Brundisium - A settlement in Bruttium
Brindisi was an ancient Greek settlement predating the Roman expansion. The Latin name Brundisium comes from the Greek Brentesion (Βρεντήσιον) meaning "deer's head", which refers to the shape of the natural harbor.

In 267 BC or 245 BC it was conquered by the Romans. After the Punic Wars it became a major center of Roman naval power and maritime trade. In the Social War it received Roman citizenship, and was made a free port by Sulla. It suffered, however, from a siege conducted by Caesar in 49 BC and was again attacked in 42 and 40 BC. Under the Romans, Brundisium – a large city in its day with some 100,000 inhabitants – was an active port, the chief point of embarkation for Greece and the East, via Dyrrachium or Corcyra. It was connected with Rome by the Via Appia and the Via Traiana.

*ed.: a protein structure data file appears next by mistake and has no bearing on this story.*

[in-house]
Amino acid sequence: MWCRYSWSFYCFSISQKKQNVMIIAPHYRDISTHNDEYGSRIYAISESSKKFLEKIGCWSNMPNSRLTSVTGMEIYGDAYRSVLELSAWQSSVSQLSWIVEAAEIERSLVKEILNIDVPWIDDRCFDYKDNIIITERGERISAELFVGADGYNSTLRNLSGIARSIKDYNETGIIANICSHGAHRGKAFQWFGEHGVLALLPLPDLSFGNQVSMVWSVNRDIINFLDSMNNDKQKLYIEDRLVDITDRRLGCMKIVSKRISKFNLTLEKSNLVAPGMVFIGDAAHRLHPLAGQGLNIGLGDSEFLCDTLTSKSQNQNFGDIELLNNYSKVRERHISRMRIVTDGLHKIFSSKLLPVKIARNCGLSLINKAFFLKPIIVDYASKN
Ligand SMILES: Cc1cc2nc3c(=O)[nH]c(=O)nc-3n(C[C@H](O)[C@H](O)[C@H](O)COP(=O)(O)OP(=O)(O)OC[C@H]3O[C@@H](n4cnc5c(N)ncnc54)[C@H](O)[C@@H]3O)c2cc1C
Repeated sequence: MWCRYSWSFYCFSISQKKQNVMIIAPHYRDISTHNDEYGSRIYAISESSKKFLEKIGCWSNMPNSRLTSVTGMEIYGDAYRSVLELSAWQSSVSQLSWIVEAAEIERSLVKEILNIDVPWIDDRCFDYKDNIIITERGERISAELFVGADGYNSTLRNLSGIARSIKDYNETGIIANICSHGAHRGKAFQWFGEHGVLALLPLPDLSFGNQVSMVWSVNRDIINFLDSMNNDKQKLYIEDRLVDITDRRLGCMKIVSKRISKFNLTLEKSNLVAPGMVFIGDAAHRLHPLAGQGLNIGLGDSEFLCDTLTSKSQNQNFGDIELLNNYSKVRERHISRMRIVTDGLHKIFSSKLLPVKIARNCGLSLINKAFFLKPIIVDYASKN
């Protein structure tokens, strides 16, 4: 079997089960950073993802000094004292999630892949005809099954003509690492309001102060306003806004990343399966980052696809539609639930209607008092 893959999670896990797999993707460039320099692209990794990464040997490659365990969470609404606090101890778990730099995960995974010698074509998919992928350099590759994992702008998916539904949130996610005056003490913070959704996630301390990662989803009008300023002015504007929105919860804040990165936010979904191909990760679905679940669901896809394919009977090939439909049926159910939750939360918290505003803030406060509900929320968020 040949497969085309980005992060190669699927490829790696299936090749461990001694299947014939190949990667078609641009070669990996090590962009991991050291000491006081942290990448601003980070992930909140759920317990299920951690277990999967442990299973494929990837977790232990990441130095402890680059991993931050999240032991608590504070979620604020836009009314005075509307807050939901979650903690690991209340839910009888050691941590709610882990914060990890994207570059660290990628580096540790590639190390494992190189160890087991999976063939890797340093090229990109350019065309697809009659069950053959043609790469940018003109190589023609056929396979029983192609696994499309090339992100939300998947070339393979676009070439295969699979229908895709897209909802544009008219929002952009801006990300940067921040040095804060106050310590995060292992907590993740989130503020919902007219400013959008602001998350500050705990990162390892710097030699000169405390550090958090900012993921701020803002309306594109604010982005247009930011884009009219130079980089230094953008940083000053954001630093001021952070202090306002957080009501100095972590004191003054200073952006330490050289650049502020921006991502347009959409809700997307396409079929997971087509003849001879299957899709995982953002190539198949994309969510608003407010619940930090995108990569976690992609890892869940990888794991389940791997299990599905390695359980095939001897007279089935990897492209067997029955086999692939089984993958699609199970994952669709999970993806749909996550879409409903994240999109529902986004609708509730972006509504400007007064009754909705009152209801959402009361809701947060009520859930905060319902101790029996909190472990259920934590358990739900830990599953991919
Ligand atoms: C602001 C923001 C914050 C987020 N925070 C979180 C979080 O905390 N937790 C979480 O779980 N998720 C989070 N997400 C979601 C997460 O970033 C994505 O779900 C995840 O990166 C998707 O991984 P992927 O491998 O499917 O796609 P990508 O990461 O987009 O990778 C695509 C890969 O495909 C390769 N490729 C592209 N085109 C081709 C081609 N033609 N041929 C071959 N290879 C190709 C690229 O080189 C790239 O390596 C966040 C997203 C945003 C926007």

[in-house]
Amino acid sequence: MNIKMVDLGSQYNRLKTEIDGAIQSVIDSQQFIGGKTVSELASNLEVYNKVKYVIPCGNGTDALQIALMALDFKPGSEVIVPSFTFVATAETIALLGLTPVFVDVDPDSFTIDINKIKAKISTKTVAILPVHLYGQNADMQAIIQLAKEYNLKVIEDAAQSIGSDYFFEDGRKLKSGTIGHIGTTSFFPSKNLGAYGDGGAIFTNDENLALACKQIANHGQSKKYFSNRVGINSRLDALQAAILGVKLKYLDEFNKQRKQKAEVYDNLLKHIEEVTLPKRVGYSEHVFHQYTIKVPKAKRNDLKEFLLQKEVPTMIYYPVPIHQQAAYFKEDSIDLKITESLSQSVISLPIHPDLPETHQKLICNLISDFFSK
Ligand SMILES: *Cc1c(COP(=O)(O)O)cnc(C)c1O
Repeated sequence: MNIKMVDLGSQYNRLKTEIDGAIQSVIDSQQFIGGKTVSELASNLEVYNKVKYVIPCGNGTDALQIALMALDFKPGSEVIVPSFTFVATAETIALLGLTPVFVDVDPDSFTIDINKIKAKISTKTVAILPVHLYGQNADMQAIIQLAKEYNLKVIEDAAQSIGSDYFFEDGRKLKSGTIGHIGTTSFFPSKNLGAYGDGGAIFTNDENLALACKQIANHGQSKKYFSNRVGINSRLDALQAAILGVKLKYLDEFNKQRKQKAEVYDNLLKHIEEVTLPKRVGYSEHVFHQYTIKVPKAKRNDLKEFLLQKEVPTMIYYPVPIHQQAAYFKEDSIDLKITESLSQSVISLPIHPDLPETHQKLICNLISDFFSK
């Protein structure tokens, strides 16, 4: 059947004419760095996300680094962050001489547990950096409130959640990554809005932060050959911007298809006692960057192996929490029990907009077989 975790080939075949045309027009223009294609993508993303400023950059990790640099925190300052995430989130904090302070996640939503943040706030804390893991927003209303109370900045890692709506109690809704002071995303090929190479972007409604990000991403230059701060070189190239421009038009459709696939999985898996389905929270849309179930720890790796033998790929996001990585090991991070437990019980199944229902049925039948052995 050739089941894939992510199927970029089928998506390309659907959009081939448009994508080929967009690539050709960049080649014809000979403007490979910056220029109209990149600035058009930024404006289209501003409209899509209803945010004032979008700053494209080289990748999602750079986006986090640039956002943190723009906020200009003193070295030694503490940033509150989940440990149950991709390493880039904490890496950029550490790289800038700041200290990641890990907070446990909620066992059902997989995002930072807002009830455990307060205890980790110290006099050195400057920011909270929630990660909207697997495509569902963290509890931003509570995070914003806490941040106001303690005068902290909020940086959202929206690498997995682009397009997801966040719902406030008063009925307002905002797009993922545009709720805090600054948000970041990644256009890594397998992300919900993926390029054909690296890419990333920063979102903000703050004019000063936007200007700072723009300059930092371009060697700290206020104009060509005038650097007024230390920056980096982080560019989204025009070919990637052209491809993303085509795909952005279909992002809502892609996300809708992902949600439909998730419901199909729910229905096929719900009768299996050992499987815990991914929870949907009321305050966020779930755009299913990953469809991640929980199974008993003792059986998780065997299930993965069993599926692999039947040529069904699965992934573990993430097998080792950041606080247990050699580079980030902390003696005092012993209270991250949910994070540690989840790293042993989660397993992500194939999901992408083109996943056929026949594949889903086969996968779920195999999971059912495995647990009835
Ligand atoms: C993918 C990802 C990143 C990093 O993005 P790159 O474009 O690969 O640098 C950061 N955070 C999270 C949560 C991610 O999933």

In 674 it was destroyed by the Lombards led by Romuald I of Benevento, but such a fine natural harbor meant that the city was soon rebuilt. In the 9th century, a Saracen settlement existed in the neighborhood of the city, which had been stormed in 836 by pirates.

Modern location: Brindisi, Italy

(1) Brundisium ca. 215 BC
Obverse: Head of Poseidon facing right, wearing laurel wreath, being crowned by Nike at left; trident and 3 dots below
Reverse: Phalanthos, nude, riding dolphin to left, holding large cithara, Nike crowning him; BRVN below; three pellets below
Ref: SNG ANS.792
(2) Rome | Anonymous 211-208 BC
Obverse: Laureate head of bearded Janus I
Reverse: Prow of galley right, club above I ROMA
Ref: Crawford 89/3; Sydenham 213; sear5 ...